Concussions

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Boxing provides an example of the angular acceleration and deceleration to the brain when the head is hit.

What is it?

Concussion is the mildest form of traumatic brain injury. While it is at the mild end of the spectrum it is a traumatic injury to the brain and must be respected – traumatic brain injury can be potentially life threatening and if mismanaged can have adverse long term outcomes. Contrary to popular belief, one does not have to lose consciousness to suffer serious brain injury. While most concussions will recover completely, resolving in 7-10 days with no long term problems, the utmost care must be taken to decrease the risk of re-injury.

How did I get it?

The most important factor in brain injury is not the magnitude of force imparted on the skull but the biomechanical mechanism on the brain i.e. the acceleration/ deceleration of the brain. In fact, rotational acceleration produces maximum shear stress. Studies have shown that an unrestrained head hit by an angular acceleration/deceleration process is most likely to result in brain injury. See figure to left. This explains why a lower force contact may render someone unconscious when a high force contact may not. Watch the accompanying video to see a typical mechanism of this injury.

What are the symptoms?

Concussion should be suspected if there is a collision, trauma or acceleration / deceleration to the head and any of the following symptoms are present.

Cognitive features:
Disorientation, confusion, amnesia, loss of consciousness
Physical symptoms:
Headache, dizziness, nausea, feeling “dinged” or foggy, visual disturbance, hearing problems, irritability
Physical signs:
Impaired consciousness, poor coordination and balance, poor postural control, seizure, poor concentration, inappropriate demeanour, vomiting, slurred speech, personality changes, poor playing ability.

What should I do?

It is important to seek medical attention if there is any concern regarding brain injury. Brain injury is the leading cause of death in athletes. A trained medical professional needs to confirm that there is no possibility of the injury being more severe than a concussion and that there is no bleeding in the brain. If you have any of the following symptoms you must immediately seek attention from a doctor or an emergency department.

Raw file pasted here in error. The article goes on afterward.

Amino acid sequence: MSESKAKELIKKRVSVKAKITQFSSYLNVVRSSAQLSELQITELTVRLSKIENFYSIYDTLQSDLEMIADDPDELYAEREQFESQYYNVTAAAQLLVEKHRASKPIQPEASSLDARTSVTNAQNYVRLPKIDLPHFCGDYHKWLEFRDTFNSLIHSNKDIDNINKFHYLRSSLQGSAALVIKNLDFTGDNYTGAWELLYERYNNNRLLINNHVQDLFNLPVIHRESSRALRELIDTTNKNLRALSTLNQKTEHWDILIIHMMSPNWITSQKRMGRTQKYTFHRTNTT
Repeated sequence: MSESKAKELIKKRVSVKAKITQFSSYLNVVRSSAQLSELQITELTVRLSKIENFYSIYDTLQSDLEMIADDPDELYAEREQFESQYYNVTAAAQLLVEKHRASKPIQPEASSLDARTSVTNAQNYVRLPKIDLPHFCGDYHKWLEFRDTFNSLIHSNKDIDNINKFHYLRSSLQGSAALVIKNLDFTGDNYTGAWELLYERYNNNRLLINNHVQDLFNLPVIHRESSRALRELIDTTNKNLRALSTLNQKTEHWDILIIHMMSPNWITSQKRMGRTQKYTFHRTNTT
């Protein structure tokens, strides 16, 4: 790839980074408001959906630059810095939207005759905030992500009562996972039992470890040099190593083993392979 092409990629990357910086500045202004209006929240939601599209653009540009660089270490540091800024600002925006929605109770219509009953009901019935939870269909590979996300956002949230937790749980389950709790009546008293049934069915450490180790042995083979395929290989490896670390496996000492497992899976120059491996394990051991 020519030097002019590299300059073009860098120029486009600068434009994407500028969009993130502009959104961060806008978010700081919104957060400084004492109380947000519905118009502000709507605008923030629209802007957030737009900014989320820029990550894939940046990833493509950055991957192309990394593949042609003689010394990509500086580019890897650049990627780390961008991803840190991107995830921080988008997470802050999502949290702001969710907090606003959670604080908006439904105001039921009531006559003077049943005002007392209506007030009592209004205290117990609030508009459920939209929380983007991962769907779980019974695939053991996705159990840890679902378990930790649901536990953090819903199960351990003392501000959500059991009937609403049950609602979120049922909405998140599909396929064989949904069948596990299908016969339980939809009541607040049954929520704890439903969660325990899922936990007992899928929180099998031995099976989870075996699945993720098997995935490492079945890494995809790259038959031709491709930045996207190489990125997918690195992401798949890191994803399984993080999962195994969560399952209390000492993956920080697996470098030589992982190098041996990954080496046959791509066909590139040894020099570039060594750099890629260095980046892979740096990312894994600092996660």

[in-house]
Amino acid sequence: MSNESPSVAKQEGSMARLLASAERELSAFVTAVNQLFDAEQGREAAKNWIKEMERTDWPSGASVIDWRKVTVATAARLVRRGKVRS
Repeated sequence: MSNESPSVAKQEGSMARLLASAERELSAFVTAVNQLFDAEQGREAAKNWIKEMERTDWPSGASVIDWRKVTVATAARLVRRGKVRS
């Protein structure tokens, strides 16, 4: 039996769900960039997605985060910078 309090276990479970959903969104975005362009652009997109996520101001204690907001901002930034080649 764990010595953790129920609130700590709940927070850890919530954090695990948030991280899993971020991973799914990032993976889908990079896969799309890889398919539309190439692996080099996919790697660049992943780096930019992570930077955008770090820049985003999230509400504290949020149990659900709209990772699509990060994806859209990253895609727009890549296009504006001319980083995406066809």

• unconsciousness
  • lack of consciousness
  • unconsciousness
  • lack of full consciousness (for example problems keeping eyes open)
  • any confusion (not knowing where you are, getting things muddled up)
  • any drowsiness (feeling sleepy) that goes on for longer than 1 hour when you would normally be
  • wide awake
  • any problems understanding or speaking
  • any loss of balance or problems walking
  • any weakness in one or both arms or legs
  • any problems with your eyesight
  • very painful headache that won’t go away
  • any vomiting – getting sick
  • any fits (collapsing or passing out suddenly)
  • clear fluid coming out of your ear or nose
  • bleeding from one or both ears
  • unusual behaviour
  • seizures
  • slurred speech
  • double vision
  • new deafness in one or both ears
  • inability to answer simple questions e.g. What day is it? What happened to you?

Recovery can be accelerated and your risk of any further deterioration can be improved if you:

  • Do not stay at home alone for the first 48 hours after leaving hospital.
  • Do make sure you stay within easy reach of a telephone and medical help.
  • Do have plenty of rest and avoid stressful situations.
  • Do not take any alcohol or drugs.
  • Do not take sleeping pills, sedatives or tranquilisers unless they are prescribed by a doctor.
  • Do not play any contact sport (for example, rugby or football) for at least 3 weeks without talking to your doctor first.
  • Do not return to your normal school, university or work activity until you feel you have completely recovered.
  • Do not drive a car, motorbike or bicycle or operate machinery unless you feel you have completely recovered.

How is a diagnosis made?

A diagnosis of concussion is always made by an appropriately trained medical professional. If there is a history of trauma and there is evidence of altered brain behaviour then, regardless of the absence of any signs or symptoms concerning a bleed in the brain. A SCAT3 (Sports Concussion Assessment Tool) will probably be used to confirm the diagnosis and monitor the progression of recovery.

What does rehab involve?

Rehab and return to play after concussion involves the following progression:

You should only proceed to the next rehabilitation stage when you are asymptomatic i.e. experiencing no adverse symptoms at the current level. There is no specific time frame for each rehabilitation stage nor can there be an expectation that a player will progress through the stages in a certain period of time. This is critical as recovery is specific to the injury and the individual. If any post-concussion symptoms occur you should drop back to the previous asymptomatic level and try to progress again after a further 24-hour period of rest has passed.

Stage 5 is critical. Coaches must watch the player closely and functional skills must be carefully assessed. While the testing performed in the clinic is very good, no clinical test will be sensitive enough to pick up the small differences in anticipation and reaction time that may be the difference between a boxer successfully defending a punch and being knocked out. Similarly a gymnast who would normally be able to back-flip on a 10cm wide beam will certainly require a very significant deterioration of her postural control before she fails tests developed for the general population. For these reasons feedback from the coaching staff in stage 5 is critical.

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